“Nothing equates with the Scriptures: no word of knowledge, no prophetic message, no insight, no revelation, no dream, no vision. Nothing. That doesn’t mean they can’t be valid. The New Testament says they can. But they must never supplant or be placed on the same level with the Scriptures.”

This makes absolutely no sense whatsoever. First of all, where – in context and rightly handled – does the New Testament say this? It can’t. All of the dreams, visions, prophecies, etc. in the Bible from God to His people became Scripture once they were written down, and we know that all Scripture is breathed out by God. Know what that means? God Himself equates all of these types of revelation with Scripture.

When God speaks, God speaks. He doesn’t speak authoritatively in Scripture and non-authoritatively or less authoritatively outside of Scripture. Doing so would make Him imperfect and, thus, not God. People who claim to receive “words of knowledge, prophetic messages, insights, revelations, dreams, and visions” claim that these extra-biblical revelations are God speaking to them. If this is true, and this really is God speaking, then His spoken word to them is “on the same level as Scripture”. (And I won’t even go into the instances in which these folks, including Beth Moore, have said God has told them something that conflicts with Scripture or that God told them something was going to happen and it didn’t. I guess God just gets it wrong sometimes?) If it is not true and it really isn’t God speaking to them then why are we listening to them and why are they saying that their own ideas and imaginings are God speaking to them?

Proverbs 18:2, Ecclesiastes 7:5, Galatians 2:11-14

These are merely five brief examples of Beth Moore behaving and speaking in ways that mishandle God’s word or otherwise conflict with the Bible. Below are some additional evidences of her false teaching and disobedience to Scripture.

Additional Resources:

My articles and resources:

Theology. Driven. Podcast Guest Appearance: Beth Moore, the SBC, and Christian Women

The Mailbag: What did you think of Beth Moore’s “A Letter to My Brothers”?

The Mother of All Rebellions: Having a Woman Preach on Mother’s Day

Articles and resources from others:

Disclaimer: The specific links below are provided and endorsed as evidence pertaining to this article only. I do not endorse any of these sites in so far as any of them might deviate from Scripture or conflict with my beliefs as outlined in the “Welcome” or “Statement of Faith” tabs at the top of this page.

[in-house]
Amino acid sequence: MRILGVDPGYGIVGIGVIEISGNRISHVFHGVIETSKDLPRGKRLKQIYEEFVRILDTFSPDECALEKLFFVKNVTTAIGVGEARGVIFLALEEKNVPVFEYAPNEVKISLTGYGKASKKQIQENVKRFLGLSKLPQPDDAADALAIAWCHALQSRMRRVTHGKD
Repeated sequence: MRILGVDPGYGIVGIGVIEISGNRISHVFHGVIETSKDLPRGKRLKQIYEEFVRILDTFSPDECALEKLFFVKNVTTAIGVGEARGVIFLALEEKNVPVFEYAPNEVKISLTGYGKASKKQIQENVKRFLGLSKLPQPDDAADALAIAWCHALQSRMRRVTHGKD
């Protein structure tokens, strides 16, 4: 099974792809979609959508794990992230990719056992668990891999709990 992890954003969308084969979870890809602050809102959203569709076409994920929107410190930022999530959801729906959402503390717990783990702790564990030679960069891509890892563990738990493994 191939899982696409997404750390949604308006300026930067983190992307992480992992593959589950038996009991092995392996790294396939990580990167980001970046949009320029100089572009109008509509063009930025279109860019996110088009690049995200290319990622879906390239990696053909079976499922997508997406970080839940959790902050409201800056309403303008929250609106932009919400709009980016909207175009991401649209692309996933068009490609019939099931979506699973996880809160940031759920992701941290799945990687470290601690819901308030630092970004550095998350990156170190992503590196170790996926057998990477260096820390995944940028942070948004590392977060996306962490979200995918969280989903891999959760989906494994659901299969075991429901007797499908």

Beth Moore vs. Owen Strahan at WWUTT Podcast
(Related links):
Michelle Lesley’s Twitter thread on Beth’s Sunday sermon preaching
Beth Moore’s Twitter response to Midwestern Seminary professor Owen
Strahan’s article on biblical complementarianism

The Mother of All Rebellions: Having a Woman Preach on Mother’s Day

Beth Moore Goes off Like a Bottle Rocket by Gabe Hughes

Beth Moore, Do You Have Your Own Rule Book? by Cody Libolt

Beth Moore Prophesies a Coming ‘Outpouring,’ Warns of ‘Scoffers’ by Do Not Be Surprised

Why Beth Moore and Not Me? The Danger of Claiming to Receive Direct Revelation by Do Not Be Surprised

Beth Moore by CARM.org

Beth Moore’s Dangerous Bible Twisting by Chris Rosebrough

“Breaking Free” from Beth Moore and Her “Try Hard” Theology by Lisa Nunley at Sola Sisters

Theology…More or Less With Beth by Sarah Flashing at Midwest Christian Outreach

Has Beth Moore Become a False Teacher? with Brannon Howse and Justin Peters

What Happens When We See Beth Moore Teach the Bible- Podcast and Resources by Equipping Eve

Critiques of Beth Moore by Elizabeth Prata

False Teachers Beth Moore and Joyce Meyer Promoting Unbiblical Unity on YouTube

Beth Moore’s new television show on (Word of Faith) TBN (Sponsored by LifeWay)

Biblical reviews of Beth Moore simulcasts and other materials by Chapter 3 Ministries

Beth Moore Calls for Unity With False Teacher Joyce Meyer with Brannon Howse and Justin Peters

Why Your Pastor Should Say “No More” to Beth Moore and Why the SBC Should Say “No More” to Beth Moore by Josh Buice

Beth Moore- False Teacher at The King’s Dale

Serious Concerns Over Beth Moore’s New Series, “Entrusted” at Lighthouse Trails

The Beth Moore Cornucopia of False Doctrine, Mysticism, and Impassioned Frenzy by Steven Kozar

How Beth Moore Is Calling Down Pentecostal Fire at Charisma (Please note, this is an article praising Beth for doing unbiblical things and is provided only for evidence of such. Charisma promotes all sorts of false doctrine, and I definitely do not recommend or endorse it.)

Why We (Still) Warn Against Beth Moore at Things Above Us


Better is open rebuke than hidden love.
Proverbs 27:5